You can rely on Disney’s well known Pirate franchise for one of the universal laws of cinema. As sure as night follows day and the tide washes in and out, each successive film in the Pirates of the Caribbean series will be worse than the last. Like a basket of juicy fruit left to rot on a sunny beach, the individual ingredients that made the first film so fun gradually lose their enjoyment. You can also bet your house that in increasingly more desperate attempts to recapture the magic of the Black Pearl’s virgin voyage, the plots will acquire more baffling layers with each new instalment. And this film’s ending proves once again that there will always be room for yet another adventure.
However this film does break some new ground. For example for the first time ever, the title is as confusing and vague as the many competing strands of the story. The tides are certainly no more or less important than before and there is nothing strange about the film; within Captain Jack’s world at least mermaids and myths are pretty standard fare.
Things get off to a familiar but promising start. Our beloved scallywag Jack Sparrow is in London to rescue sidekick Mr Gibbs from a trial, which would be swiftly followed by a hanging if the bloodthirsty crowd had their way. After some costumed shenanigans and typically camp stalking about, Jack and Gibbs find themselves at the King’s palace. The crown wish to find the fountain of youth before the crafty Catholics in Spain and they’ve heard Sparrow knows the way.
Jack gets an audience with the King in a sumptuous room and Depp gets ample opportunity to showcase the physical comedy and wordplay audiences have come to love. The King is played by Richard Griffiths in a delightful cameo. Needless to say Jack manages an escape. Later in the film Geoffrey Rush’s Barbossa takes the time to mentally plan an escape route, presuming that’s what Depp’s madcap Sparrow does, only for Jack to reply that he sometimes “improvises”. The running and jumping through an impressive CGI London in the film’s opening segment, is ad hoc Jack Sparrow action at its best.
Sadly the film simply cannot maintain the entertainment levels as chase follows chase and sword fight follows sword fight. Most of the action is surprisingly inventive, especially since we’ve had three films already but at times even Jack’s luck over judgment leaps of faith enter ridiculous territory. The stunts become monotonous by the end because of the film’s relentless opening barrage, tarnishing the drama of the finale. There are no explosive cannon battles for those who love their ships and nautical duels. Instead of boarding we get an awful lot of trekking through the jungle.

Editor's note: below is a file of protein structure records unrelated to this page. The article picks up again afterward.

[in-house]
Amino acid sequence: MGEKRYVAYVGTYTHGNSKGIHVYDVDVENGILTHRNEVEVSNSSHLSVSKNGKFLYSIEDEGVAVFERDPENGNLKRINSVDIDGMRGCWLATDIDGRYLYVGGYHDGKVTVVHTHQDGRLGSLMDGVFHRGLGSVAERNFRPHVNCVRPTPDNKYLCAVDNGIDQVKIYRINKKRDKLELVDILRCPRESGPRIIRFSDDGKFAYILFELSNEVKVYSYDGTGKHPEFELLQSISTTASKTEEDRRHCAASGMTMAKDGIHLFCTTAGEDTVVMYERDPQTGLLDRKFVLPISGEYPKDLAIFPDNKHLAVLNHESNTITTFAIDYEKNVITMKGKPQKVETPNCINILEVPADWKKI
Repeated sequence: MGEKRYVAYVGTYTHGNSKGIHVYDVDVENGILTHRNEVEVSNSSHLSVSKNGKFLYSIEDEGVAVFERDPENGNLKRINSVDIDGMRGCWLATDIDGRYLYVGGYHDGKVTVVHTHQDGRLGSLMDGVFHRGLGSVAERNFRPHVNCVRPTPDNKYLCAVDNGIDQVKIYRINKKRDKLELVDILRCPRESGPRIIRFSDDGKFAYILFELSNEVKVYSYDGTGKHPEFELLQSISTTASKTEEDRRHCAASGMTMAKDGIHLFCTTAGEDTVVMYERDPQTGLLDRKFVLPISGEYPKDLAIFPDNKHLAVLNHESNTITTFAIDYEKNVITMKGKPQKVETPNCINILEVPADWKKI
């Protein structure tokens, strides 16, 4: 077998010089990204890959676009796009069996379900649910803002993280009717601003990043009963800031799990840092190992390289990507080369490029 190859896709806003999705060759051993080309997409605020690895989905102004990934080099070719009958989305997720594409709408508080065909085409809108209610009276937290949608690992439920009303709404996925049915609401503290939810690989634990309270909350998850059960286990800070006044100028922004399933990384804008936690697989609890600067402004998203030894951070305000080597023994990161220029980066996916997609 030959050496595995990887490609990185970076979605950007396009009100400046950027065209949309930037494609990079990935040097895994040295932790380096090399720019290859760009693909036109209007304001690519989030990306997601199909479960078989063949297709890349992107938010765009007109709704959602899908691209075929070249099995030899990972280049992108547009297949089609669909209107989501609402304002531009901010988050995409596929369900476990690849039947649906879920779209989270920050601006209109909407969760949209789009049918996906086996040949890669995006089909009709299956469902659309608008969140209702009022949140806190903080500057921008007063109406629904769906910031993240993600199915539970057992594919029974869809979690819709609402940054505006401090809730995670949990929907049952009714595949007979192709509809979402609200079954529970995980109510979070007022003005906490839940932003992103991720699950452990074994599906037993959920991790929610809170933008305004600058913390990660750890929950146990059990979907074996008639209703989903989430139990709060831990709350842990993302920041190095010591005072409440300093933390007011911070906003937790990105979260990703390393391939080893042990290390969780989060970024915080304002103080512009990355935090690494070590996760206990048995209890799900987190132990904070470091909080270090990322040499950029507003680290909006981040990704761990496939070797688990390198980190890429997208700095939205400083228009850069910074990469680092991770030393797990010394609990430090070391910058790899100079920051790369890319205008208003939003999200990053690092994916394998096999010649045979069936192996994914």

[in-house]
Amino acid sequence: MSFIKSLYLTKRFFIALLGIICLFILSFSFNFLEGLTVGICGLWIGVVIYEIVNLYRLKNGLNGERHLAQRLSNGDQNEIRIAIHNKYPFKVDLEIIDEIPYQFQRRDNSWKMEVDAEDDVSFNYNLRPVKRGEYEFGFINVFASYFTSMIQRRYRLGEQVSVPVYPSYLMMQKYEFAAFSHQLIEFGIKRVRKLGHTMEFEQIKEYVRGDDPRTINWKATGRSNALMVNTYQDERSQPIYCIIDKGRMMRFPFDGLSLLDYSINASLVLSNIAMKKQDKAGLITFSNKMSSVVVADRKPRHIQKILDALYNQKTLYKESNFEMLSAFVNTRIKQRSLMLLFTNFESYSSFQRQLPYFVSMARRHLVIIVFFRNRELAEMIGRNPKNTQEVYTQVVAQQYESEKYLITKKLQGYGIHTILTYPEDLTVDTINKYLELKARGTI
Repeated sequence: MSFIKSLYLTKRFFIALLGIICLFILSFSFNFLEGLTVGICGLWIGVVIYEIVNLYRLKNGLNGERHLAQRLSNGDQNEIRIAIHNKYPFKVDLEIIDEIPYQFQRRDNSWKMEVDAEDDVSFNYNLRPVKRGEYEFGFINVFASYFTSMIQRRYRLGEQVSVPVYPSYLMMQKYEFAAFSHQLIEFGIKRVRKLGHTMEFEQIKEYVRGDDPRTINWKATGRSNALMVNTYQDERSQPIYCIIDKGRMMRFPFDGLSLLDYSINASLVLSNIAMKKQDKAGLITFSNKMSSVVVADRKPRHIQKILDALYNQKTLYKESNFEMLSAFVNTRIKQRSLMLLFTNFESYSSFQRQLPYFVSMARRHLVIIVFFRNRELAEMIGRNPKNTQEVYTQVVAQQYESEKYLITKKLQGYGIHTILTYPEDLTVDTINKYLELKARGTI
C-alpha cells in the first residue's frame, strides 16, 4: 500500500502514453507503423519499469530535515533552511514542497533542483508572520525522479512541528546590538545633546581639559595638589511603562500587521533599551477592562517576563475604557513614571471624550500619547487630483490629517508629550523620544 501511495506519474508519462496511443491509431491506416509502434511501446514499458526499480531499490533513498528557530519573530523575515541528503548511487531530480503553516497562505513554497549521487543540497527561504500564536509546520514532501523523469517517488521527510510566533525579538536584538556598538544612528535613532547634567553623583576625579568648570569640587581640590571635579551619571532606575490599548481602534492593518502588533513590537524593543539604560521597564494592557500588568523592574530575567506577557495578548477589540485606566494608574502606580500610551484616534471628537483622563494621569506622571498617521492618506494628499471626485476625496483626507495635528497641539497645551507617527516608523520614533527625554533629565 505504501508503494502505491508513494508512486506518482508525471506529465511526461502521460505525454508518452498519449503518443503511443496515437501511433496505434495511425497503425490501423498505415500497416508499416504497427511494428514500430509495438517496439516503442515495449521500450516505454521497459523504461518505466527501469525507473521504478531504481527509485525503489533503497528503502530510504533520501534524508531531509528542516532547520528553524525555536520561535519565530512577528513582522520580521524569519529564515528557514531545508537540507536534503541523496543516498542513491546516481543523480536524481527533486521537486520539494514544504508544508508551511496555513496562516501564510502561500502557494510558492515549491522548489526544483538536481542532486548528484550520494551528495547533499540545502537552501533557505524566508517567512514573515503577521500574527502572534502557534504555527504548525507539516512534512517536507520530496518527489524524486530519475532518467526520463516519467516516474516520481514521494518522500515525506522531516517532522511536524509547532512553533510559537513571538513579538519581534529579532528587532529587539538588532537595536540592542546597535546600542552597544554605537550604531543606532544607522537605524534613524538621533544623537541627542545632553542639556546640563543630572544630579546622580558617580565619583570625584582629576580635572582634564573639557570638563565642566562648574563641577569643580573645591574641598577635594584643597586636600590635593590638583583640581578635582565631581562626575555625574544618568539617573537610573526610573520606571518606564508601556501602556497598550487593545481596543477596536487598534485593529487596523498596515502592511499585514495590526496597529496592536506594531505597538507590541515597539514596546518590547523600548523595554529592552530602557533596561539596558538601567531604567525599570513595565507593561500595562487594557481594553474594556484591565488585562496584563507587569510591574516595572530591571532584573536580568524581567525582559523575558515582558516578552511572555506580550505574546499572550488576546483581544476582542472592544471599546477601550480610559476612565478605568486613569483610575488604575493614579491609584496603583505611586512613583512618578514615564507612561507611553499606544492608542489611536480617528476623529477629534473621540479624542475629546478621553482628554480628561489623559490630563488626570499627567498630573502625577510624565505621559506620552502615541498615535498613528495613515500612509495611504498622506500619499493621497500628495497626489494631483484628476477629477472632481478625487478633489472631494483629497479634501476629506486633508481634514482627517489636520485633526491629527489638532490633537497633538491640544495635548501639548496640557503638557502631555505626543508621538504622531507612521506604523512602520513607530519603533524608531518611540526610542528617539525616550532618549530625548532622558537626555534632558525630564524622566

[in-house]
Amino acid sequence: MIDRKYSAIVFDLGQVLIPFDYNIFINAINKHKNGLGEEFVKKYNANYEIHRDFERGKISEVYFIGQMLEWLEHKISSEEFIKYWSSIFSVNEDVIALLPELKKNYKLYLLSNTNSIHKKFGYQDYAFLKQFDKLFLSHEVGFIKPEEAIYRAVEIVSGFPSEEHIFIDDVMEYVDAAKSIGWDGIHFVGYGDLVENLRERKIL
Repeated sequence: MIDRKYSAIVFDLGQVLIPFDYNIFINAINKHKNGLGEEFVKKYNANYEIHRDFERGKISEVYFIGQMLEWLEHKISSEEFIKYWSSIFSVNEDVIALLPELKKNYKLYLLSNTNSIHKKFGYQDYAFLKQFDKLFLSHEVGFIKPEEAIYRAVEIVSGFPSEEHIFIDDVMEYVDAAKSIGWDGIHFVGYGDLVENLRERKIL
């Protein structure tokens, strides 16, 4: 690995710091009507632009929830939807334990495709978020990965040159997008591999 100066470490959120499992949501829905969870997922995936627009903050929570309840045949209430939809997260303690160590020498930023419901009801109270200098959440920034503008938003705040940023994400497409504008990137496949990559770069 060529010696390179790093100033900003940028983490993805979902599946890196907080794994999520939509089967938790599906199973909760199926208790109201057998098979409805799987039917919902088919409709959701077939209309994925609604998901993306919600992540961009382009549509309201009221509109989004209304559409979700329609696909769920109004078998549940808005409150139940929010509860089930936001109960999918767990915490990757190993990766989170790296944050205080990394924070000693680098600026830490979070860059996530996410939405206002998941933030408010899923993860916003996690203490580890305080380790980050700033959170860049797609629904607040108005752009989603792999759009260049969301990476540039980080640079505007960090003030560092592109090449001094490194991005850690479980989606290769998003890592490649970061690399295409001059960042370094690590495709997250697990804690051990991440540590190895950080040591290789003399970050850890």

Having said this, two standout scenes are exciting and engaging. I’ve already mentioned Captain Jack prancing his way around London but the first mermaid attack scene is also terrific. Only the Pirates franchise could deliver such a scene. It’s got frights and bites, fangs and bangs. The mermaids are less interesting by the end, but here they are introduced in a lengthy scene as seductive and dangerous. The attack comes as a real shock and well managed change in pace after they are lured in to enchant some pirates left as bait.
The mermaid battle is an epic, long scene and the film is so long that it loses much of its epic feel. Sub plots like a half formed romance between a mermaid and clergy man could have been slimmed considerably or dropped altogether .The runtime is literally bladder bursting, as a friend of mine dashed from the room as soon as the credits rolled. I was content to sit and watch the names of the cast fly at me in 3D however, because of Hans Zimmer’s magnificent music, which remains the best thing about the Pirates of the Caribbean. There are some nice variations and new additions to the main theme in this instalment but I can’t help feeling it’s time he focused his talents on new projects, rather than continually recycling one stunning track.